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Men’s Health Issues-A Photo Essay


The top men's health concerns include heart disease, cancer, accidents, and chronic lower respiratory diseases. This compact slide show provides visual presentations of other clinical problems that pose a threat to men and that might be seen in primary care practice.

Although men do not represent the fastest growing HIV/AIDS patient population, they still account for most HIV infections. Most signs and symptoms associated with later-stage chronic HIV infection are long-term and systemic and can resemble those of cancer and other chronic illnesses. Seborrheic dermatitis, shown here, is one of the common dermatologic findings; others include folliculitis, herpes zoster, herpetic lesions, molluscum contagiosum, and Kaposi sarcoma.

Image courtesy of Megan R. Mahoney, MD and Jessica A. Fogler, MD.

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This lesion had appeared in the right groin of a 60-year-old man and had slowly enlarged. He had undergone total prostatectomy with lymph node dissection for prostate carcinoma 2 years earlier. Metastasis from the primary carcinoma in the prostate was considered the most likely diagnosis. Prostatic adenocarcinoma was confirmed with immunohistochemical staining with the antibody to prostate-specific antigen. Prostate cancer is the most common malignancy among older men.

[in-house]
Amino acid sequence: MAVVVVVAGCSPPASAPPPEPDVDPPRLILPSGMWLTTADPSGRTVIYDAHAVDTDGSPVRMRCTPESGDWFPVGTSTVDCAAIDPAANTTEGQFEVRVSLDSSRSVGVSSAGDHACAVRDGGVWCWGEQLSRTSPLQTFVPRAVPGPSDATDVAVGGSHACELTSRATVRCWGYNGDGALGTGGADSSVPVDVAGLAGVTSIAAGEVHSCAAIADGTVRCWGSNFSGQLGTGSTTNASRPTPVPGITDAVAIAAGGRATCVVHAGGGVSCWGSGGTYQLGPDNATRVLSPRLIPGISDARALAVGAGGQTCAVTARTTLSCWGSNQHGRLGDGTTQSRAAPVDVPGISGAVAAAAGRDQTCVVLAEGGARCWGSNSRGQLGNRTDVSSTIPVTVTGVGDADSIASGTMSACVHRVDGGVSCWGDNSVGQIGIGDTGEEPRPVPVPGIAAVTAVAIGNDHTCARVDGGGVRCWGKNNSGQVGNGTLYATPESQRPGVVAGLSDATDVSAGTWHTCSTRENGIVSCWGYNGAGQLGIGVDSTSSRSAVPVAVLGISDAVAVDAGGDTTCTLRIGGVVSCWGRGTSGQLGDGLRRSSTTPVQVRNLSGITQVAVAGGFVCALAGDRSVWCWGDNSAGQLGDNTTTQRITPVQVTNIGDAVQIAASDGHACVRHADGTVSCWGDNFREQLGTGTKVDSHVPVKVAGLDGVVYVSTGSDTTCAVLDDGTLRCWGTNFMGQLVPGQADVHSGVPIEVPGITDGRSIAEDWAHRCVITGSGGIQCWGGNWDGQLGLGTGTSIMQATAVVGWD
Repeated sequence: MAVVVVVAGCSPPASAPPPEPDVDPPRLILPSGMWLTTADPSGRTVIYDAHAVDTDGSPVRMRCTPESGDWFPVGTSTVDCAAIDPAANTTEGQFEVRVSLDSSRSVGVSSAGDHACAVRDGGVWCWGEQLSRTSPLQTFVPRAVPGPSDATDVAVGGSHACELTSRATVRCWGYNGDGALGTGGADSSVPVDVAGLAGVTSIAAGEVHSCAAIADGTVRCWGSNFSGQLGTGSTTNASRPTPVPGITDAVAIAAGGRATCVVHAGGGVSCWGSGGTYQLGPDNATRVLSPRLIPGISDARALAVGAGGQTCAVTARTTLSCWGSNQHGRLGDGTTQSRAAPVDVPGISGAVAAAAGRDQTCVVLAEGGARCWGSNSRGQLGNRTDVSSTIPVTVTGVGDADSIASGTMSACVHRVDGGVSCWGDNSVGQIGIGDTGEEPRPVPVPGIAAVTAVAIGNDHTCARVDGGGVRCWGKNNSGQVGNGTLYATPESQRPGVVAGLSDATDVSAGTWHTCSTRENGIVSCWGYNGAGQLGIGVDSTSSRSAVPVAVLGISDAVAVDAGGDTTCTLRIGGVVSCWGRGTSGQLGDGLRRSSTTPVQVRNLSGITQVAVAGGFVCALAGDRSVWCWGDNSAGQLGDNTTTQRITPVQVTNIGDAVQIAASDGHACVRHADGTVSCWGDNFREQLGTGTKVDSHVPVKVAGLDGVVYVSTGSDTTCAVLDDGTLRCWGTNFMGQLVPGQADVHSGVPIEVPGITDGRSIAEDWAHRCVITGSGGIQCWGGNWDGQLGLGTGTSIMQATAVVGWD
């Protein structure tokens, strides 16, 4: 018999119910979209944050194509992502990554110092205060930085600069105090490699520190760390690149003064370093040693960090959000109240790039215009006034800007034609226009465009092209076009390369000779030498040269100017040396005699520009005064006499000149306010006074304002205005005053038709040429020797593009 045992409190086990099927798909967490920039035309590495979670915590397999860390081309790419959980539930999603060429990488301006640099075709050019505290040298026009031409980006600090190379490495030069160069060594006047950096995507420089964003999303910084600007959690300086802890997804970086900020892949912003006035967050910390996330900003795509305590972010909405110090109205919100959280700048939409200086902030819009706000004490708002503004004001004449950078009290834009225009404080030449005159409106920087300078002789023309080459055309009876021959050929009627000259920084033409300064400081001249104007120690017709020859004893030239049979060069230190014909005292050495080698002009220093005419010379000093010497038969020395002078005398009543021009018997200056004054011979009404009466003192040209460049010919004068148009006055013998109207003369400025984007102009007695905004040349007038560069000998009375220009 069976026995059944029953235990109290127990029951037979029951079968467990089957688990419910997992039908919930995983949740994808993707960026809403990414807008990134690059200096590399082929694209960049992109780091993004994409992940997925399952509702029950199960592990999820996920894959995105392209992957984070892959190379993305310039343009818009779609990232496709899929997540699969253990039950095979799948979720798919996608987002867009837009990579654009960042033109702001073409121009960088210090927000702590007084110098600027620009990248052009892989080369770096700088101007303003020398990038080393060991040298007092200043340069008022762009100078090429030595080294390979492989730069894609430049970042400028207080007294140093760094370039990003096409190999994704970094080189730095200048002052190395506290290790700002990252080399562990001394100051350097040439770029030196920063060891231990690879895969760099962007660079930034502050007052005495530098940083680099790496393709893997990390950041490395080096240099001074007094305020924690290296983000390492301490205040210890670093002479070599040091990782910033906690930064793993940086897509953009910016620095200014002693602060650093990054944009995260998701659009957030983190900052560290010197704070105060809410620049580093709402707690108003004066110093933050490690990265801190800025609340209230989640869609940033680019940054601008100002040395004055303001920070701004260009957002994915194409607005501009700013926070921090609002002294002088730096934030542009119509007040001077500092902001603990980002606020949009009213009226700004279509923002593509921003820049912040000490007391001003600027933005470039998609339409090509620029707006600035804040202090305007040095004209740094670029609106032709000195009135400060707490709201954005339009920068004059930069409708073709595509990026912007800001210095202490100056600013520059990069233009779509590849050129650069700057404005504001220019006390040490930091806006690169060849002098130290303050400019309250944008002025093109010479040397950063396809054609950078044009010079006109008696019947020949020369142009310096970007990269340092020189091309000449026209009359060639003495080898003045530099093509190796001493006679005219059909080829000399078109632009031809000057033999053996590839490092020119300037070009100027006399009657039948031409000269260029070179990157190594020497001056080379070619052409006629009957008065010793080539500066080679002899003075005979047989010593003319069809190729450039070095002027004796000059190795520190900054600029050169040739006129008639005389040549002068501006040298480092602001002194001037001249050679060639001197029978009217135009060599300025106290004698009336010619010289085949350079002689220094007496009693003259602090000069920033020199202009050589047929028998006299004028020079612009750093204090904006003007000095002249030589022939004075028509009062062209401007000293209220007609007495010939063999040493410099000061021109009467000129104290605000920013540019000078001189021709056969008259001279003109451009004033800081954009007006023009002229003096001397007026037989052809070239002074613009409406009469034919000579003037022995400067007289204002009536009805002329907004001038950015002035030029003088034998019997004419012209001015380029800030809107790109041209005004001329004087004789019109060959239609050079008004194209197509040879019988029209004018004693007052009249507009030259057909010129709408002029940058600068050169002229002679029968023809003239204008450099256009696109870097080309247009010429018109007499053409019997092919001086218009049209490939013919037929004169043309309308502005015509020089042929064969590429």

Image courtesy of Emily Stevens, Andrew DuBois, MD, and Ivan Damjanov, MD, PhD.

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A 33-year-old man had had an asymptomatic lesion on the head of his penis. The cause, lichen planus, is characterized by its violaceous color; polygonal shape; and, sometimes, fine scale. This papular eruption is found most frequently on the flexor surfaces of the upper extremities, on the genitalia, and on the mucous membranes. Genital involvement is common in men with cutaneous disease.

Image courtesy of David L. Kaplan, MD.

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Shown is the distal interphalangeal joint of a 76-year-old man with gouty arthritis and tophi. The affected finger is erythematous and tender, with chalky subcutaneous deposits. DIP articulations are a common location for gouty tophi. This was the patient's second acute attack of gout in 5 years; he was not taking any medication to maintain appropriate serum urate levels. Gout occurs about 3 times more frequently in men than in women.

Image courtesy of Douglas Kahn, MD, Mary Lou Courreg, MD, and Jonathan Stuart Crane, MD.

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A 35-year-old man presented with a scaling rash on the penis of several weeks' duration. A positive potassium hydroxide examination confirmed dermatophyte infection. These infections are rare in the penis and scrotum compared with those that involve the groin. Underlying conditions that can produce an immunocompromised state should be investigated, including diabetes mellitus.

Image courtesy of David L. Kaplan, MD.

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